West Beverley Street: Staunton, Virginia
The quintessential mid-19th and early 20th century Victorian charm found in Staunton, Virginia, is at its most charming along West Beverley Street. The street, mostly unscathed by urban renewal and in-town highways that transformed many towns and cities after World War II, has one of the nation's largest collections of the most opulent examples of Victorian architecture.
Nine blocks between Coalter and Jefferson Streets.
Throughout much of the 19th century West Beverley Street prospered in its role as Staunton's gateway to the western frontier. But as the city's economy changed and then declined during the 20th century, historic buildings were seen by many as part of the problem, not the solution. That thinking led to the city approving a 1962 proposal to rebuild the Central Avenue business district. The project was contested, but eventually upheld by the Virginia State Supreme Court, leading to the demolition of 32 historic properties near West Beverley Street in 1965.
Although the Central Avenue project was never completed because it did not meet all federal aid requirements, another proposal was made to locate an inner-city highway in the path of more historic buildings. Further motivated, those favoring protection of these and other buildings formed the Historic Staunton Foundation in 1971. One of the foundation's first steps was to inventory and educate residents about the city's Victorian architecture, including the buildings on West Beverley Street.
The foundation also initiated a facade improvement program, recognizing that investment in the repair and upkeep of Staunton's historic buildings would draw tourists visiting the Blue Ridge and Shenandoah mountains. Staunton's city council approved a $600,000 streetscape project in 1981 that included historic lighting fixtures, brick sidewalks and, later, burying power lines. The projects helped attract an additional $1.5 million in further improvements.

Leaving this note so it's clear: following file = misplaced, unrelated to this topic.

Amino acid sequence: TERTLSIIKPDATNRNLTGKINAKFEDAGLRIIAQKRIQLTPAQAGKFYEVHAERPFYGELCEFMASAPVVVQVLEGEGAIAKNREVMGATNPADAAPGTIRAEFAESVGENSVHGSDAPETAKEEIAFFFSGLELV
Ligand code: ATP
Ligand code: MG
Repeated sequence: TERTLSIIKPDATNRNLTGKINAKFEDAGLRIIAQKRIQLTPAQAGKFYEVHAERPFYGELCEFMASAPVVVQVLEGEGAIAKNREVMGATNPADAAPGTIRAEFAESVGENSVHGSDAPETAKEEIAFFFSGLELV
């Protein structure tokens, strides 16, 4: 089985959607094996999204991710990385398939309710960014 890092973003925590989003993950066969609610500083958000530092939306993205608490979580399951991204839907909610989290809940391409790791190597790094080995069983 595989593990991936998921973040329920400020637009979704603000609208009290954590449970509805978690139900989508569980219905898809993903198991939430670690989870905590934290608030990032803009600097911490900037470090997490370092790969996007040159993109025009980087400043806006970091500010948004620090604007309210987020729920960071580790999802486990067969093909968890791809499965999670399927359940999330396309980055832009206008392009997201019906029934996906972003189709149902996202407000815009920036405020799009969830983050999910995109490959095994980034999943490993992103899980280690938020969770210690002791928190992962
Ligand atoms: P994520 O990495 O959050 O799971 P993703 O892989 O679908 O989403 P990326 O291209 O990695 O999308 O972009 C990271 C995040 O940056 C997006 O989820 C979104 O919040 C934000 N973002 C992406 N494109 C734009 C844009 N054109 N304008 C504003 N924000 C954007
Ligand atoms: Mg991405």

Today, Beverley Street continues to draw individuals from all over the country through its museums, restaurants, shops, theaters, and finely restored architecture. New York screenwriter Adam Greenbaum spent months traveling the East Coast looking for a community in which to open a movie theater. He found that town in Staunton, an "amazingly preserved Victorian town" where Greenbaum now operates several movie theaters — including the Art Moderne-styled Dixie Theater on Beverley.
Defining Characteristics, Features
- Staunton's first comprehensive plan was completed in 1959
- Comprehensive Plan 2000 was first plan to contain a downtown section with recommendations for historic preservation and public improvements for Beverley (1981)
- Staunton Downtown Development Association maintains the economic integrity of Beverley; its design committee oversees aesthetics of buildings, signs, and landscaping on the street (1995)
- $2 million for city hall, $1.4 million for city courts complex on West Beverley (1990-1992)
- Corridor Overlay Ordinance and Guidelines implemented (2008); addresses new and renovated structures, signage, lighting, site design along downtown streets
Public, Private Partnerships
- Facade improvement program begun by the Historic Staunton Foundation (1971); more than 250 buildings rehabilitated to date
- Historic District Ordinance and Design Guidelines established for historic district, including Beverley Street; since 1996, $60 million in private investment has been spent on district rehab
- Property values climb 279 percent on average since 1983 due to private property investment; since 2000 alone, more than $50 million is invested on historic tax-credit projects
- Anonymous resident donates $9,000 in 2002 to allow the street to keep hanging flower baskets that had become expensive to maintain
Historic Character, Architecture
- Street is named after English merchant and Staunton founder William Beverley, who established village in 1736; street initially had 10 buildings on some nine blocks in downtown
- Staunton-Parkersburg Turnpike (1840s) transformed street into a western frontier gateway
- Beverley Street runs through Newtown, Beverley, and Gospel Hill Historic Districts; it is situated south of the Stuart Addition Historic District and North of the Wharf
- Tallest building on street is Beaux-Arts and Neo-Classical Masonic Building
- National Valley Bank designed by T.J. Collins and modeled after the Roman Arch of Titus is fine example of Beaux-Arts architecture; enormous stained glass skylight illuminates interior
- Trinity Episcopal Church was built in Gothic Revival style, and contains 12 Tiffany stained glass windows; demonstrates decorative brick work
- Dixie Theater redesigned in Art Moderne style by New York architect John Eberson; redesigned in 1981 as a four-plex movie theater in use today